This Spanish thriller manages to combine fast-paced action with heartwarming sentiment to produce an entertaining popcorn picture with just enough substance to satisfy art house audiences.
The tale of the growing emotional attachment between a young streetwise criminal and the little girl she's been saddled with even as she attempts to evade both the police and some revenge-minded hoods, "Fugitivas" manages to transcend its formulaic aspects, even though it's those very familiar plot devices that could well inspire a Hollywood remake. The film recently received its U.S. premiere at the Fort Lauderdale International Film Festival.
Newcomer Laia Marull
makes an impressive debut in the starring role of Tony, who along with her boyfriend Juanjo and two partners plan to hold up a Madrid bank. Complicating matters is Juanjo's need to pick up his young niece Laura from her prostitute mother and transport her to her flamenco singer farther in the south.
After persuading Tony To
rip off their partners and run off with the money, Juanjo winds up betraying her as well. So Tony finds herself fleeing, with Laura in tow, not only from the authorities but also from her former partners, who have trouble believing that she's not in possession of the loot.
The film alternates between violent encounters and lengthy chases, of both the foot and auto variety, and scenes in which Tony attempts to dump her young charge even as she finds herself increasingly devoted to her. She manages to find the aunt of the girl's father, an elderly woman who readily assumes the role of pseudo-grandmother. And when she does finally locate the father, he turns out to be unaware of his daughter's existence -- and completely uninterested.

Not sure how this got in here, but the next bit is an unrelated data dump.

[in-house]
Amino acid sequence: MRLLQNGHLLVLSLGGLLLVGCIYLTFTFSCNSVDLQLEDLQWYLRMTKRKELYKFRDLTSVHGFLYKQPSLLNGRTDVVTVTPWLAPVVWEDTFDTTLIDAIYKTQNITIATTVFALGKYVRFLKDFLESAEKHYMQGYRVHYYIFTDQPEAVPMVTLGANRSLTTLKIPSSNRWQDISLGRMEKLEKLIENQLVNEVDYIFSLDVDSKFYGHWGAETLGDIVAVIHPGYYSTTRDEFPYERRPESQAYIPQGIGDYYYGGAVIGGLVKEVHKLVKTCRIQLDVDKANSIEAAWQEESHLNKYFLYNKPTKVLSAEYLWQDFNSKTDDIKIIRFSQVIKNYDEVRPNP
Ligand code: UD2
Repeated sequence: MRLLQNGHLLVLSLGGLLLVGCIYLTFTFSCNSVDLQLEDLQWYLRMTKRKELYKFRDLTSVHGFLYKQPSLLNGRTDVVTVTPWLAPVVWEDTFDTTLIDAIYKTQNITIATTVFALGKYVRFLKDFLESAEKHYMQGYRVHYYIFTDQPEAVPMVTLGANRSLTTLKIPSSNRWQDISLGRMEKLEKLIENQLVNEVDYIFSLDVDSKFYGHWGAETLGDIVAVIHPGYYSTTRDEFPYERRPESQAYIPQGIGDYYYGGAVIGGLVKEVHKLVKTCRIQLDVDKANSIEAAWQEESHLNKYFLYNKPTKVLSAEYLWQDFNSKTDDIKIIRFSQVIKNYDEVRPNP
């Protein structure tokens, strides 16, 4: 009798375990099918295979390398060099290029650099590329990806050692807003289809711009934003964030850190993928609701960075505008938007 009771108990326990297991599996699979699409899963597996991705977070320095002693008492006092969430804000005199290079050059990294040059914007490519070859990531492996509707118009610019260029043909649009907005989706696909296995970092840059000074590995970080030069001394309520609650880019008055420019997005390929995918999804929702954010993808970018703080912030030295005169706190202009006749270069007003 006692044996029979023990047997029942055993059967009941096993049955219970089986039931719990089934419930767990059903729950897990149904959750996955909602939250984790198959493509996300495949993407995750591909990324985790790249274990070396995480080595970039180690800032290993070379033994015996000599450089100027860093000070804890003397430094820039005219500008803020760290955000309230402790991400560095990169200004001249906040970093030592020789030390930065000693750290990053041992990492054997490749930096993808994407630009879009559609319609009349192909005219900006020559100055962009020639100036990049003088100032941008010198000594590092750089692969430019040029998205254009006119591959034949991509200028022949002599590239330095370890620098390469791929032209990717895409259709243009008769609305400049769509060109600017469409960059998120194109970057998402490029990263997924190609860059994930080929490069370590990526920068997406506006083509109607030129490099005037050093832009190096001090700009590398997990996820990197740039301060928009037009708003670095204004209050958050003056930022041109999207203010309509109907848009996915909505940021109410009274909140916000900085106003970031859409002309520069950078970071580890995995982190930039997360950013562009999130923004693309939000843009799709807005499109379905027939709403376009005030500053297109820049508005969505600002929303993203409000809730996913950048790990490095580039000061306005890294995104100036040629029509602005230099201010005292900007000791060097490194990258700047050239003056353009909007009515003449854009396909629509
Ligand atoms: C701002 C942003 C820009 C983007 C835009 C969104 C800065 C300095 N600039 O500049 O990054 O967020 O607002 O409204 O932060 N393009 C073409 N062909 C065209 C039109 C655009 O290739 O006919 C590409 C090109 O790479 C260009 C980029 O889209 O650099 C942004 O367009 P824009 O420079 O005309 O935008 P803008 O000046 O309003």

Director Miguel Hermoso
stages the action sequences with visual flair and brisk pacing, and his excellent work is nicely complemented by the handsome widescreen cinematography. Indeed, the film well serves as a Spanish travelogue, with its extensive location shooting of locales ranging from Madrid to the Costa Del Sol
One wishes that the characterizations had been drawn with more depth -- the title heroines rarely rise above their most obvious characteristics, and the pursuing hoodlums are of the common junkie/near psychopathic hothead variety, but the performers, especially Marull and young Beatriz Coronel
, are highly engaging. Even better are veteran Spanish thespians Maria Galiana and Juan Diego, whose savvy performances are filled with the kind of complex grace notes that can only come from decades of experience.
Director: Miguel Hermoso
Screenplay: Miguel Hermoso
, Oscar Plasencia, Raul Brambilla
Producer: Antonio P. Perez
Cinematography: Tote Trenas
Editor: Blanca Guillem
Music: Antonio Meliveo
Tony: Laia Marull
Laura: Beatriz Coronel
Raimundo: Juan Diego
Ascension: Maria Galiana
Maxi: Miguel Hermoso
Moco: Roberto Cairo
Juanjo: Jesus Olmedo
Running time -- 98 minutes